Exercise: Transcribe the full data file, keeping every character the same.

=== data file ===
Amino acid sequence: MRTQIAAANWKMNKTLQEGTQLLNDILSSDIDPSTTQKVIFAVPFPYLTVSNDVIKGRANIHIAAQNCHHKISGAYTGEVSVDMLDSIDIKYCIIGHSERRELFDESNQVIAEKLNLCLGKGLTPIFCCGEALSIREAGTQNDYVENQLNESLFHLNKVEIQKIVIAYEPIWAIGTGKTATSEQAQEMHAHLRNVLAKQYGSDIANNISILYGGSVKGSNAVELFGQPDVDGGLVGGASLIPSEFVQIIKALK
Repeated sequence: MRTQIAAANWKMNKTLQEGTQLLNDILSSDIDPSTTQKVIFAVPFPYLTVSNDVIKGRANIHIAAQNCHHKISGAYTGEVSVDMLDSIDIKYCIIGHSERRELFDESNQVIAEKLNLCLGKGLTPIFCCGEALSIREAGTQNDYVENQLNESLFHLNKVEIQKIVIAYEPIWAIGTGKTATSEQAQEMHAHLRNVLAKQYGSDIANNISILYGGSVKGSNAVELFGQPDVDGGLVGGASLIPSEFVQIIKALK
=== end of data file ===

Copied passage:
Amino acid sequence: MRTQIAAANWKMNKTLQEGTQLLNDILSSDIDPSTTQKVIFAVPFPYLTVSNDVIKGRANIHIAAQNCHHKISGAYTGEVSVDMLDSIDIKYCIIGHSERRELFDESNQVIAEKLNLCLGKGLTPIFCCGEALSIREAGTQNDYVENQLNESLFHLNKVEIQKIVIAYEPIWAIGTGKTATSEQAQEMHAHLRNVLAKQYGSDIANNISILYGGSVKGSNAVELFGQPDVDGGLVGGASLIPSEFVQIIKALK
Repeated sequence: MRTQIAAANWKMNKTLQEGTQLLNDILSSDIDPSTTQKVIFAVPFPYLTVSNDVIKGRANIHIAAQNCHHKISGAYTGEVSVDMLDSIDIKYCIIGHSERRELFDESNQVIAEKLNLCLGKGLTPIFCCGEALSIREAGTQNDYVENQLNESLFHLNKVEIQKIVIAYEPIWAIGTGKTATSEQAQEMHAHLRNVLAKQYGSDIANNISILYGGSVKGSNAVELFGQPDVDGGLVGGASLIPSEFVQIIKALK